Every kid with even the faintest interest in Greek mythology will know the story of the Minotaur and the Labyrinth of King Midas. And while the Minotaur may be nothing more than an elaborate story, the place that it is based on definitely does exist.
In the legend of the Minotaur, King Midas of Crete builds a labyrinth underneath his palace to contain his son, the beast, the Minotaur. So when the grand Minoan palace was found near the modern day city of Heraklion, it was immediately associated with the legend.
If you come to Knossos searching for a spooky labyrinth, well, you will likely be disappointed. However, the site is certainly worth a visit, solely for its historical and archaeological importance. It is a tentative listing for UNESCO world heritage status after all.
The palace of Knossos was built between the years 1700 and 1400 BC which was the Late Minoan period. The palace must have been an incredible symbol of power and prosperity. Some parts of the palace were up to five stories high. Just imagine that, a five story building in 1400 BC? It must have been an awe inspiring site for travellers from other regions. A Minoan sky scraper.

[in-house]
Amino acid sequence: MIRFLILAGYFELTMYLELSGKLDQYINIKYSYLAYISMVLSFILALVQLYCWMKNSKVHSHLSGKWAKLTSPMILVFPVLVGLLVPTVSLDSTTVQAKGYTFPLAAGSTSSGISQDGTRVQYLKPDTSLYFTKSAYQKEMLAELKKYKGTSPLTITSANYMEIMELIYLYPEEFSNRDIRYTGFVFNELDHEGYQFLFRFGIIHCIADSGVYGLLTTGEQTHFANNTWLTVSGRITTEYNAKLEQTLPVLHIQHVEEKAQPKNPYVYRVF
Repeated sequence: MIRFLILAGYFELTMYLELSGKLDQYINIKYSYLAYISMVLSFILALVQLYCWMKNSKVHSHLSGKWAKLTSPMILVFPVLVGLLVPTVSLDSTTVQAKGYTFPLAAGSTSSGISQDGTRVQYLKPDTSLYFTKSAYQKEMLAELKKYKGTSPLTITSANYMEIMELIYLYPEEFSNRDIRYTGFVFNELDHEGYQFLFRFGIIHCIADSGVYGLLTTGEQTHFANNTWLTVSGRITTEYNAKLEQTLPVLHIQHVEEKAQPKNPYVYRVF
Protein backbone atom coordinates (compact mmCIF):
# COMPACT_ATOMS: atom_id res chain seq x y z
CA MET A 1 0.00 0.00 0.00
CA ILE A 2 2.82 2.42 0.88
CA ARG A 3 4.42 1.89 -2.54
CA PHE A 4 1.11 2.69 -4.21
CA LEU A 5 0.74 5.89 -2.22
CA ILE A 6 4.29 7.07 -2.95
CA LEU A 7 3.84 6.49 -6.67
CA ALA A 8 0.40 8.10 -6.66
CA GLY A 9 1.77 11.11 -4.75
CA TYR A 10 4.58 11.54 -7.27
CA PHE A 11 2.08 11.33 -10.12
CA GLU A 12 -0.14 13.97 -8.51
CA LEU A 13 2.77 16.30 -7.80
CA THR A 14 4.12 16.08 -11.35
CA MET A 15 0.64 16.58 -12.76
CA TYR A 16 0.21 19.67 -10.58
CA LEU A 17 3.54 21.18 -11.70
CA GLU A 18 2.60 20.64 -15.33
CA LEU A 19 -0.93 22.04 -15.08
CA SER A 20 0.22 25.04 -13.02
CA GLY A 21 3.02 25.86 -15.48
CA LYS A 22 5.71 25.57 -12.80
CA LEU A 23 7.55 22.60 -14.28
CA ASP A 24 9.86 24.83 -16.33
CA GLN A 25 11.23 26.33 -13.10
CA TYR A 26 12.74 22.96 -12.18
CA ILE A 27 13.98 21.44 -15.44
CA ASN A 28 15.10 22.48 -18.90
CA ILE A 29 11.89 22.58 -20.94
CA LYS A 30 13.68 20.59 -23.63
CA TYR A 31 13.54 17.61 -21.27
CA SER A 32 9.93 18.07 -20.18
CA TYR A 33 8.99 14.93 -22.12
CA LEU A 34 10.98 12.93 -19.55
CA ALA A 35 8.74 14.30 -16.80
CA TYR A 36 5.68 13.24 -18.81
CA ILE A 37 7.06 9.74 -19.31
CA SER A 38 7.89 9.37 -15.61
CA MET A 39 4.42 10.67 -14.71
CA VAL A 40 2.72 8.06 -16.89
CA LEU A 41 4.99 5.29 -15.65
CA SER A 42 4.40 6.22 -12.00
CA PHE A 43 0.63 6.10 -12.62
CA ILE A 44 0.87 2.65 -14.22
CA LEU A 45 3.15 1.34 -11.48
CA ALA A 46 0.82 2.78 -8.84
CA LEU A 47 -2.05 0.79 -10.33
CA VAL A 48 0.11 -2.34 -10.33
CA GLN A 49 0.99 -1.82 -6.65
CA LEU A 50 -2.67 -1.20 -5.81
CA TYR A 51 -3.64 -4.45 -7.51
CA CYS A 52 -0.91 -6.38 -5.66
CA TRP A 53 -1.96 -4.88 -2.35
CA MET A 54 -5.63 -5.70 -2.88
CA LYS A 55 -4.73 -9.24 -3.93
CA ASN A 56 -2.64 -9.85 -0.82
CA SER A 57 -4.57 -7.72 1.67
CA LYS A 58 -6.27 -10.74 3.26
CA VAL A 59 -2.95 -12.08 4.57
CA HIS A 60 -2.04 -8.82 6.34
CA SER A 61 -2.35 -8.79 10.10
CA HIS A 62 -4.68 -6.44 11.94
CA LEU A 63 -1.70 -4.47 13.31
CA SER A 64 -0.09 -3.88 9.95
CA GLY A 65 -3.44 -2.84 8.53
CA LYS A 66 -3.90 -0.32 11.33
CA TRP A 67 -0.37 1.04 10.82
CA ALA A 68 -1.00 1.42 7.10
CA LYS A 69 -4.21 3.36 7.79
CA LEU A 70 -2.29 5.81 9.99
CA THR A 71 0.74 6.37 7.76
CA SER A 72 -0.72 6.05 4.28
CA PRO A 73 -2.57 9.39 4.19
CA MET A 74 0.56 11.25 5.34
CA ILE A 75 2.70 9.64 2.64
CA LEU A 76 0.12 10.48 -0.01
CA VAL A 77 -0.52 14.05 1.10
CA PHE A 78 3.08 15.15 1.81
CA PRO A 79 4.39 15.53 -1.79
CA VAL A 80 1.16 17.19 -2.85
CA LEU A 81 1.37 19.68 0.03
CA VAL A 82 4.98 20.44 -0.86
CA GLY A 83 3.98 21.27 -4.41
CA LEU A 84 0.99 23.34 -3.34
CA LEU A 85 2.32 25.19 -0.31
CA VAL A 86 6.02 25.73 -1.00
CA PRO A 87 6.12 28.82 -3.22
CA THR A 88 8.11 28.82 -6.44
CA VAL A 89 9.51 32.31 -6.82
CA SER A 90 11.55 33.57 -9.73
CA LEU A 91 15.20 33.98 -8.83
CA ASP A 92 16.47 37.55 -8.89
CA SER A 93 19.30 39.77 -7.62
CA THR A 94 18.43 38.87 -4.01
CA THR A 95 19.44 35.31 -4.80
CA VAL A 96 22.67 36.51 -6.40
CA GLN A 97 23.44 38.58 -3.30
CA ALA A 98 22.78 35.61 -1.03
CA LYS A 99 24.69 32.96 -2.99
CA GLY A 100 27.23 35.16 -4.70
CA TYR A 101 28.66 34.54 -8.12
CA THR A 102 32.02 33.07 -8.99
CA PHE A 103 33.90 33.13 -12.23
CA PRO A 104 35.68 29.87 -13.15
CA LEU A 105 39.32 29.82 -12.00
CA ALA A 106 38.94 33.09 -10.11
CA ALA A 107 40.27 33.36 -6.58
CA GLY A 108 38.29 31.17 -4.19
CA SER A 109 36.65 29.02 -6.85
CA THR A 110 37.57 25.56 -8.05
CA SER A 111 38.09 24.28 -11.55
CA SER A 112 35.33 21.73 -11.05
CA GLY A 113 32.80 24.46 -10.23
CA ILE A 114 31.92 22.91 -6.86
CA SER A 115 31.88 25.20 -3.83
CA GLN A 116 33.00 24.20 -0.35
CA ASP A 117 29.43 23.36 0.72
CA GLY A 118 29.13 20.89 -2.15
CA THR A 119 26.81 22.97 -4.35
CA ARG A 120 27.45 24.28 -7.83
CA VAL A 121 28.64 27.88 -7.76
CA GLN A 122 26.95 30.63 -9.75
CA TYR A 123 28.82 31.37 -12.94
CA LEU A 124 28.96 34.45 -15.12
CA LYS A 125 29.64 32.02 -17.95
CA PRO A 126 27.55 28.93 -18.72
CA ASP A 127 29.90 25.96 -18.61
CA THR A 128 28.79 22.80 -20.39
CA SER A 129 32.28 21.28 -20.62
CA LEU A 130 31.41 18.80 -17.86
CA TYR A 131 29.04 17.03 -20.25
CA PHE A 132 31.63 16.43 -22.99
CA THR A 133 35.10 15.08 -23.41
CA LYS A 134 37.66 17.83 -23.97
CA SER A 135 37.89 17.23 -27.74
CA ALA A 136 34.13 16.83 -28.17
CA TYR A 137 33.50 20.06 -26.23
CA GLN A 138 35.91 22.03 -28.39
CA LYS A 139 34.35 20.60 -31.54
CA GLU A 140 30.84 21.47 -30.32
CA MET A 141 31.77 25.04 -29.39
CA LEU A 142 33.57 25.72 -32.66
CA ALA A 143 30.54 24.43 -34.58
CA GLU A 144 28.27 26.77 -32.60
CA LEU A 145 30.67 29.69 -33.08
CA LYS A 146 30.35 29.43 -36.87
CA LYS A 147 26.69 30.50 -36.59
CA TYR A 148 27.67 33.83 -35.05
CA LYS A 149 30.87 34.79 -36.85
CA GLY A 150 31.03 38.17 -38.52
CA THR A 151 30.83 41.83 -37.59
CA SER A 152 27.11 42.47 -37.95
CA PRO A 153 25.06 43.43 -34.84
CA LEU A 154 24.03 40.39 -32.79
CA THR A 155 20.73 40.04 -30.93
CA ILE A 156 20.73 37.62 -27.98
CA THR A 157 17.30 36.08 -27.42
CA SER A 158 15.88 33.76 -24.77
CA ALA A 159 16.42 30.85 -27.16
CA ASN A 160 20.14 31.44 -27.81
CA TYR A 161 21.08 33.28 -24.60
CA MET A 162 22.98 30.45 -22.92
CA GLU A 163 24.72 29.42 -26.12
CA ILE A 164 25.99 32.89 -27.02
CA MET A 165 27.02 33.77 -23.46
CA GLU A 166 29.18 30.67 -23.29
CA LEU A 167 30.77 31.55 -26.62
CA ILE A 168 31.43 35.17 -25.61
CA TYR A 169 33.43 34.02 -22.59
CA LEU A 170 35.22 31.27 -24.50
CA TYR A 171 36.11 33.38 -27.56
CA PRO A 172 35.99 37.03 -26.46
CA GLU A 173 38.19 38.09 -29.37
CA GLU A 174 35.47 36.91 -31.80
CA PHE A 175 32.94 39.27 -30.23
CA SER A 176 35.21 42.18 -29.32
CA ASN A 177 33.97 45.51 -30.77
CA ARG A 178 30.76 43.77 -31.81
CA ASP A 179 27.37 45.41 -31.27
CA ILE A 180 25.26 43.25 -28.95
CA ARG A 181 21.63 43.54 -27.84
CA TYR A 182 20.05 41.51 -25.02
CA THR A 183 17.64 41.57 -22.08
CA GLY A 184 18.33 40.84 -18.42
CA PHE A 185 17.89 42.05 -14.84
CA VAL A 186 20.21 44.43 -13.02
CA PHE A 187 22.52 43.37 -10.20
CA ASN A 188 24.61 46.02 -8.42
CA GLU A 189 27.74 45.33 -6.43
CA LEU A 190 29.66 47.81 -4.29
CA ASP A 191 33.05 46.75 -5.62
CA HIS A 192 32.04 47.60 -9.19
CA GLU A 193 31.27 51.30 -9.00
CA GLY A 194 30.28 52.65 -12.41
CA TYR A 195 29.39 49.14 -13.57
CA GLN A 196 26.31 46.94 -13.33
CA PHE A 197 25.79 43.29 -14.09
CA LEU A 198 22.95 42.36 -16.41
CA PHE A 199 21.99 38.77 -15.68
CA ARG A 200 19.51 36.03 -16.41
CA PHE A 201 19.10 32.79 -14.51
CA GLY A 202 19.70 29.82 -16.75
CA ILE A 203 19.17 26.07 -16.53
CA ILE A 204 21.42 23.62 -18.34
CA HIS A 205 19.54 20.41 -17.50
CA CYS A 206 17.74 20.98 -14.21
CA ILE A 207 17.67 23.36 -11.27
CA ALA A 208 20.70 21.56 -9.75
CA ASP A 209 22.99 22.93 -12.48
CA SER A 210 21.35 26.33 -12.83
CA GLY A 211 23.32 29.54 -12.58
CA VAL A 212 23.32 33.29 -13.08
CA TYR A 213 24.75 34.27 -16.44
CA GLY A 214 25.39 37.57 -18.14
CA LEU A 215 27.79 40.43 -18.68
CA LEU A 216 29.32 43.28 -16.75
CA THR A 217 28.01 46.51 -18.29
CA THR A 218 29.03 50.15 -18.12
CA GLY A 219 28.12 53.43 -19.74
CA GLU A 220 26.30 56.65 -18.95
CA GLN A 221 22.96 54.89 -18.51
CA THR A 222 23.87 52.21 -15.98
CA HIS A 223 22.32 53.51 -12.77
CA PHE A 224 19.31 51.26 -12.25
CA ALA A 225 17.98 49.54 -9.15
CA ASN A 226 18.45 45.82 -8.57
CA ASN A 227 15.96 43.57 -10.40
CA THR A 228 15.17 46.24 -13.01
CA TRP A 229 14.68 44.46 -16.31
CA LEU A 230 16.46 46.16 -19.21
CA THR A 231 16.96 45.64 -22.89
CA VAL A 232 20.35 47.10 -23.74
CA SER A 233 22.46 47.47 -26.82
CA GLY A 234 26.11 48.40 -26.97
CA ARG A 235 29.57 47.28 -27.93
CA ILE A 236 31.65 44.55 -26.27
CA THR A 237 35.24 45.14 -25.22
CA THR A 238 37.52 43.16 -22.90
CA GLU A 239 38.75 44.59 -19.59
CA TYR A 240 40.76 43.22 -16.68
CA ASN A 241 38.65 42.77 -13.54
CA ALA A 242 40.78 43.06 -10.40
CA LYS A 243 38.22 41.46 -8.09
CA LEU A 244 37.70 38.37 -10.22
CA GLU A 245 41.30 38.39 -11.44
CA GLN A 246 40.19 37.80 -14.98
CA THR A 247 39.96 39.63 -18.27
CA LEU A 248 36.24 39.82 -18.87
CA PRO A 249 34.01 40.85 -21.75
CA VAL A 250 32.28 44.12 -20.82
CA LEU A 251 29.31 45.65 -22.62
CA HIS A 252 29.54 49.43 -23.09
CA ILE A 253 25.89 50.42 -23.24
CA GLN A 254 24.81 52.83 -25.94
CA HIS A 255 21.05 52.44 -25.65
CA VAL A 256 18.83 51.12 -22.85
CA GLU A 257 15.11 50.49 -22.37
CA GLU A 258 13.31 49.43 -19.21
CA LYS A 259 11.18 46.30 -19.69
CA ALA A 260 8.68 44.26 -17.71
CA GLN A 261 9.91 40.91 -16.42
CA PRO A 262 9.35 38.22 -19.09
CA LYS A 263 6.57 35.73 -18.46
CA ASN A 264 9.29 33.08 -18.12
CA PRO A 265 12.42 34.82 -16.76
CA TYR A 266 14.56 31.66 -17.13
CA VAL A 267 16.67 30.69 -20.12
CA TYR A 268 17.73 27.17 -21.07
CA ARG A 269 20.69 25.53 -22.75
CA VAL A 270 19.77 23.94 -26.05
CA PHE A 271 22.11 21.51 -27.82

Only a few sections of the palace complex have been partially reconstructed, to help give visitors an idea of what it may have looked like. The majority of the site however is in ruins.
However, some original mosaics did survive, and are a vivid picture of life, art, and the ideas of the time.
The site is well documented, and informational signs are abundant throughout the ruins. When you buy your ticket you will be approached by hopeful tour guides offering to take you through the site, but we found the informational signs quite thorough and instead opted to walk through the site at our own pace.
The palace of Knossos is easy to get to from the city centre of Heraklion. Buses depart from Bus Station A and take about 25 minutes to reach the site.
Tickets to the site cost 10 euros.
Plan to spend 1 – 3 hours at the site.
To learn more about Knossos, and the history of Crete, follow up your visit to Knossos with a visit to the Archaeological Museum in the city centre of Heraklion. The museum spans a period starting several thousand years ago, through the Minoan, post-Minoan and later periods. Popular highlights include the Phaestos disc, classic Hellenic and Roman sculptures, frescoes, jewelery, wall-paintings and pottery.
We visited the museum after we visited the actual palace of Knossos, and found that visiting it in this way helped put all the items in the display cases into context for us.
To book your travel, start by searching for Crete flights from Thomas Cook Airlines.